How Donald Trump's Nuclear Policy is Raising Old Debates over Nuclear Control

by Zack Brown, originally published in The National Interest. Listen to the whole episode on Press the Button.

Former New York Times editorial board member and longtime foreign policy reporter Carol Giacomo says President Donald Trump has forced Americans to grapple with the nuclear responsibility the country has accorded to every chief executive since Harry Truman.

“When I began covering the nuclear file in 1983, most people assumed that the United States president would exercise nuclear weapons with a basic level of care and deliberation,” said Giacomo on a recent episode of the podcast, Press The Button

“That isn’t to say people didn’t question the president’s judgments or policies. But America was the only country that has ever launched a nuclear attack,” she continued. “And among most Americans there was a great sensitivity to the grave nature of what that meant and all the lives that were lost. The aim was never to use them again.” 

Since the 1980s, Giacomo explained, presidents from both parties have reinforced this aim with successive waves of treaties, agreements, and unilateral drawdowns that have slashed the US arsenal and moved nuclear weapons towards the margins of Washington’s strategic thinking. 

That process has now stopped. Under President Trump - whose administration she calls “very hostile to arms control” - the United States has pulled out of the Iran nuclear deal and squashed the Intermediate-range Nuclear Forces Treaty, while the Open Skies Treaty and the New START Treaty are at risk of collapse. 

Taken together, Trump has effectively re-centered nuclear weapons in American foreign relations, said Giacomo, who catalogued the president’s shift towards a more bellicose nuclear policy - including his televised boast of “let it be an arms race” - in a recent article for Arms Control Today

It was not an empty threat, she warned. The administration is seeking to pour billions of dollars into the next generation of nuclear weapons - a mere down payment on the trillion dollar modernization effort - while its allies on Capitol Hill have moved towards overturning a moratorium on nuclear testing that has held for nearly three decades. 

“In short,” wrote Giacomo, “Trump has made it his mission to tear down rather than strengthen the diplomatic arms control architecture that has forced the United States and Russia to shrink their arsenals and helped prevent most other countries from becoming nuclear powers. It puts the president at odds with his predecessors from Dwight Eisenhower onward, who sought and negotiated or signed one or more nuclear arms control agreements while they were in office.” 

But in doing so, Trump may be running up against the times. Eisenhower could rely on the presence of Soviet armies in Eastern Europe to backstop domestic support for an arms buildup. In comparison, today’s adversaries, though concerning, are less natural foils. Despite diplomatic hurdles, China remains interconnected with the American economy and has a far smaller nuclear arsenal than the US. Meanwhile, Russia’s relative diminution since its communist heyday has hampered its ability to threaten Washington’s core interests.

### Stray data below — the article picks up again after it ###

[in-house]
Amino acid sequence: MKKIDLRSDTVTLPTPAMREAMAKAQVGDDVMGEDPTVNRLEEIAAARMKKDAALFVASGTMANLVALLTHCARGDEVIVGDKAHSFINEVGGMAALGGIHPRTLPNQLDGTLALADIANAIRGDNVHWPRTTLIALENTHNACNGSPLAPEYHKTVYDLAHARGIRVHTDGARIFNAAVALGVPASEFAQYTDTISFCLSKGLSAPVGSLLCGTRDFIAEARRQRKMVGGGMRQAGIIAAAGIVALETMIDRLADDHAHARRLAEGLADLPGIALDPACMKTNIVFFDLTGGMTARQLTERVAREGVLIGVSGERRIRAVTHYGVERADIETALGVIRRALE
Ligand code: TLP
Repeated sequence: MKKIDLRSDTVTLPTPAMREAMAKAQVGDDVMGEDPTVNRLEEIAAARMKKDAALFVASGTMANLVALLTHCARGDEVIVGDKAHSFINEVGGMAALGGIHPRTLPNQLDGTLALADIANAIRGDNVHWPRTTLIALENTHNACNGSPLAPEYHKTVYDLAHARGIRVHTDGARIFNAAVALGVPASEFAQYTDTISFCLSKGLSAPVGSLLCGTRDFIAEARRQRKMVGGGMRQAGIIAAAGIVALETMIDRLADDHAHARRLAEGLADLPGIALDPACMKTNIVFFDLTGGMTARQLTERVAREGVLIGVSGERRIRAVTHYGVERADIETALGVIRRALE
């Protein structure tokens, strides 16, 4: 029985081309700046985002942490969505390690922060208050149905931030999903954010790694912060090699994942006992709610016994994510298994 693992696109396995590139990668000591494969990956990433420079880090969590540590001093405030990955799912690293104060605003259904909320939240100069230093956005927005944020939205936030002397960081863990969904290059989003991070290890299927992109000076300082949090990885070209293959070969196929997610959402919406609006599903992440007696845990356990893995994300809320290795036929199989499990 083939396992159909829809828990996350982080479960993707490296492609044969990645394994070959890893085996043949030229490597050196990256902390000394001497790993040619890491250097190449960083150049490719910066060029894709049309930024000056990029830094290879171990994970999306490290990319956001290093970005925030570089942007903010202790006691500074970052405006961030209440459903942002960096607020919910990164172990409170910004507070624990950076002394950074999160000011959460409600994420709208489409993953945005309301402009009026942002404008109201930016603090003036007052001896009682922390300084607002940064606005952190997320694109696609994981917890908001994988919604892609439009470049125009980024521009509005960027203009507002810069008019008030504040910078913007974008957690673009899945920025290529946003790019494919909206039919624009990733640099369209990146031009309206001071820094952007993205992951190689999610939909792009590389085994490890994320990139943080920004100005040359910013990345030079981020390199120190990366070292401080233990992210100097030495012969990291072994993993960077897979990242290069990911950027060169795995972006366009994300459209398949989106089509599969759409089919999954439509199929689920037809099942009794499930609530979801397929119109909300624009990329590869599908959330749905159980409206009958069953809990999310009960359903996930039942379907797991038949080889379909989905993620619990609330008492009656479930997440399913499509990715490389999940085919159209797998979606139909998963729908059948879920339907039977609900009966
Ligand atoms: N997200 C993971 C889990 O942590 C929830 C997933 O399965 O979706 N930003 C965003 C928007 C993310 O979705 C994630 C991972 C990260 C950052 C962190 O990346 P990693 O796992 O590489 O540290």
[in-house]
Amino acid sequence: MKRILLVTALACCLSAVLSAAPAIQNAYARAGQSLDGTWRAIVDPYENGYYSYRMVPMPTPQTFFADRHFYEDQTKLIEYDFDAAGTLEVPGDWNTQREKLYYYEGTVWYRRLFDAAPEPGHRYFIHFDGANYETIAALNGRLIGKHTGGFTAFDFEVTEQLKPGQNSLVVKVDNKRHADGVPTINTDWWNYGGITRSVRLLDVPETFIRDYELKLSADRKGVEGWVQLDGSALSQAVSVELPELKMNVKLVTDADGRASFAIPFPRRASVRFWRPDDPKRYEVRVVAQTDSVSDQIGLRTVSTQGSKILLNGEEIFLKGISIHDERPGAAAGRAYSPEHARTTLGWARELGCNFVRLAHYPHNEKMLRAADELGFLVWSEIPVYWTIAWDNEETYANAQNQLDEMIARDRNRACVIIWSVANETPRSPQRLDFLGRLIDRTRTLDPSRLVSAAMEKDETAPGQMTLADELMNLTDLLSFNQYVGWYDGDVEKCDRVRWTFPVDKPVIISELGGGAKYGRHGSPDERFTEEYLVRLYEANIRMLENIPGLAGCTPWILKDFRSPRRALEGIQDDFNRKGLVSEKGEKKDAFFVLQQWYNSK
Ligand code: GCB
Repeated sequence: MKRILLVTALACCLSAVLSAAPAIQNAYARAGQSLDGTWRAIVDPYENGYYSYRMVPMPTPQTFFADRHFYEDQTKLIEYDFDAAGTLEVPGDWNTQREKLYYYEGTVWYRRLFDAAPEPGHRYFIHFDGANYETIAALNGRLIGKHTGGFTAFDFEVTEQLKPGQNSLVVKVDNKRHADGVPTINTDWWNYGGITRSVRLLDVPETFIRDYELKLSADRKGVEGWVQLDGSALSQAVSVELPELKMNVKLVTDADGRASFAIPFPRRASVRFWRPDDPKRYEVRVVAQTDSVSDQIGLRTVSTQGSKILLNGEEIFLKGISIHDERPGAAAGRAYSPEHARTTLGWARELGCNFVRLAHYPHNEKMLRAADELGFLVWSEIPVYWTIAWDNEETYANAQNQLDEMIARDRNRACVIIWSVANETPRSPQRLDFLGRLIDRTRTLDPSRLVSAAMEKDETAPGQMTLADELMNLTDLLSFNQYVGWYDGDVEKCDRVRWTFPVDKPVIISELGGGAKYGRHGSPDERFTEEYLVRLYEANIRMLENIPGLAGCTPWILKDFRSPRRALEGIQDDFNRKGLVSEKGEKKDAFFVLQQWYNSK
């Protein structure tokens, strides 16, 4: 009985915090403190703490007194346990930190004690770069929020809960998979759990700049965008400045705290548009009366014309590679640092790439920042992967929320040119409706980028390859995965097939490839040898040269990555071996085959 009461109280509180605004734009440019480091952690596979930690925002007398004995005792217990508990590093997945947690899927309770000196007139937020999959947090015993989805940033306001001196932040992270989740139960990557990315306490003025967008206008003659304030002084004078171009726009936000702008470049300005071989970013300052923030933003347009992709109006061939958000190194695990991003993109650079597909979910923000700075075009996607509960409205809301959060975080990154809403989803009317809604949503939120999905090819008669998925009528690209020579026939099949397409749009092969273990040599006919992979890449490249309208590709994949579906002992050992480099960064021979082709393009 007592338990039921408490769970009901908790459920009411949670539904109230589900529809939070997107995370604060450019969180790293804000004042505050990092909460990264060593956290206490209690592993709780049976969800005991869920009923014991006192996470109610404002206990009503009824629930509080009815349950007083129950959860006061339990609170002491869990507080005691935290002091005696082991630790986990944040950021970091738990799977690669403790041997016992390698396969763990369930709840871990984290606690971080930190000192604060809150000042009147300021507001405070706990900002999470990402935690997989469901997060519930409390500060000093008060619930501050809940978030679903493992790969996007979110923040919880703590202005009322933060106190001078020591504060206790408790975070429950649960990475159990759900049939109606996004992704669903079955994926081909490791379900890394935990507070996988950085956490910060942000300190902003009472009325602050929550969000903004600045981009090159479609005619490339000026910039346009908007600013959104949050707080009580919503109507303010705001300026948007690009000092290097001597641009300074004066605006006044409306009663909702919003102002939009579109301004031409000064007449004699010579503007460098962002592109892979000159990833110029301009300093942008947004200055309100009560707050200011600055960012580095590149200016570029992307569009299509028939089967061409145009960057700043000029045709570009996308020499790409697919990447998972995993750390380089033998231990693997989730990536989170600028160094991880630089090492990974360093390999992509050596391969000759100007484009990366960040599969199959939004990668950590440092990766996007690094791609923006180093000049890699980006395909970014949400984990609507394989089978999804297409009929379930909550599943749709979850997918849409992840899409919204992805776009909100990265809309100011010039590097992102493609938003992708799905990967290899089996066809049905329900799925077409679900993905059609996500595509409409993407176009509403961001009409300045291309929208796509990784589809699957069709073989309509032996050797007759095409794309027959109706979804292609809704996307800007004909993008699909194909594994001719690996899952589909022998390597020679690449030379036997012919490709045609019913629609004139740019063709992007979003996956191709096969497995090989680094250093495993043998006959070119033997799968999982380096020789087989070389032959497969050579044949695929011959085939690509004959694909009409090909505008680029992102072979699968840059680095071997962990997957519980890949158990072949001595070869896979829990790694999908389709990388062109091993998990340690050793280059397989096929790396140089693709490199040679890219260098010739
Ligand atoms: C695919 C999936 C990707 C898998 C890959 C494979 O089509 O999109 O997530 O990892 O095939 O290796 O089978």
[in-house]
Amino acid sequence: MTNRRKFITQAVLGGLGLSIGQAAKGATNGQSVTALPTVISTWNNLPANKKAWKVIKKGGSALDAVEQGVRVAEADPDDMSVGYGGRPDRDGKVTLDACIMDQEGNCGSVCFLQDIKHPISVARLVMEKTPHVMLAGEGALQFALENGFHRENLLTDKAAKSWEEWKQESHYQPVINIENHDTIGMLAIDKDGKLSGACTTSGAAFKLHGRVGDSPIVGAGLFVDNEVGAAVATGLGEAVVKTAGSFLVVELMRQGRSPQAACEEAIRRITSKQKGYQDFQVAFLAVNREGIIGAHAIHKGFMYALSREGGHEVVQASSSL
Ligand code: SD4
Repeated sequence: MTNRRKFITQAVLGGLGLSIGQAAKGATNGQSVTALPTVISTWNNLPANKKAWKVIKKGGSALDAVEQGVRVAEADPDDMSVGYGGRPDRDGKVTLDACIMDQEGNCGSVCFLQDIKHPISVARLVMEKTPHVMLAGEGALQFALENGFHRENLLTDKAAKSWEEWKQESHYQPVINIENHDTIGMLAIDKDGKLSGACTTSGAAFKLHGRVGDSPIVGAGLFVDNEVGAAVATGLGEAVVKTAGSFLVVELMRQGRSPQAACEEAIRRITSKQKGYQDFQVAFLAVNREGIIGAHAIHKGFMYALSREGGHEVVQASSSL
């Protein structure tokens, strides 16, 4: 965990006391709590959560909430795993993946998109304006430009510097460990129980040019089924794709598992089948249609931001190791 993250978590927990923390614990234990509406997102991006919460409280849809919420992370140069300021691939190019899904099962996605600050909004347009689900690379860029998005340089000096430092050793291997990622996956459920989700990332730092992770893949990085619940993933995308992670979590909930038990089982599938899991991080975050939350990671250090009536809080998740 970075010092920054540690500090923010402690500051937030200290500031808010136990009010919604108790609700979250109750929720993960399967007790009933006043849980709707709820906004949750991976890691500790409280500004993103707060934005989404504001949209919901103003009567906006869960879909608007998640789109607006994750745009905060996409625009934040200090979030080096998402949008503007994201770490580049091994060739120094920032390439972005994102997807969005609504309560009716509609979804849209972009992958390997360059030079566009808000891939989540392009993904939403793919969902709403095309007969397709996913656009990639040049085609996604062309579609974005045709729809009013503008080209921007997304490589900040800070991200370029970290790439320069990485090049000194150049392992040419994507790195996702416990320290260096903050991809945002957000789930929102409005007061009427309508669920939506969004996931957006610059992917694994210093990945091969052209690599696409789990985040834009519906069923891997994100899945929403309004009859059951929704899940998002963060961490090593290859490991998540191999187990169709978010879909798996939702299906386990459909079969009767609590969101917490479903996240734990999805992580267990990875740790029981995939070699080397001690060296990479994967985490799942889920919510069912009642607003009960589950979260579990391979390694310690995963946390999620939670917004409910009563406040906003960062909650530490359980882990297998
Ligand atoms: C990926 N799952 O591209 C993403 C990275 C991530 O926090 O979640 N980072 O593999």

Even more important is the impact of the ongoing national emergencies, suggested Giacomo. “The overwhelming issues are figuring out what to do with the COVID-19 crisis, rescuing the economy, and dealing with the grave legacy of racial injustice,” she said. Solving any of those challenges will require a herculean amount of effort - and funding. In such an environment, starting an expensive, destabilizing arms race just isn’t a priority for most Americans. 

Adding to this pushback against new weapons is an increased willingness to question the old rules, too - including the one most central to the White House in the decades since 1945. “Since Trump came to office, the question of sole presidential authority has assumed a much greater importance and a much greater urgency,” Giacomo said, referring to the policy that grants the president ultimate control over the nation’s nuclear arsenal. 

Pointing out that the window for a nuclear launch could be “very short,” perhaps minutes, she questioned the ability of any chief executive to perform under that sort of pressure - especially one as impulsive and unpredictable as Trump. “Today, it’s inexcusable to just rely on one person,” Giacomo explained. “There should be some way in which Congress, the Secretary of State, and the Secretary of Defense are required to be part of the decision-making process if this country ever has to seriously contemplate using a nuclear weapon.” 

Asked whether Americans can make their voices heard on these issues, Giacomo said yes, adding that there are “pretty basic” steps people can take. “Voters can call and write their Congress members to intensify their focus on nuclear issues,” while “lawmakers and activist groups can make clear that addressing the nuclear portfolio is a priority.” 

“And, of course, the media can play a role. Reporters can do stories about the relevant nuclear issues and where they stand and what we’re about to lose,” she continued. “If the newspapers care about it.” 

“One hopes that they will.” 

The entire interview with Carol Giacomo is available here on Press The Button

Zack Brown is a policy associate at Ploughshares Fund, a global security foundation.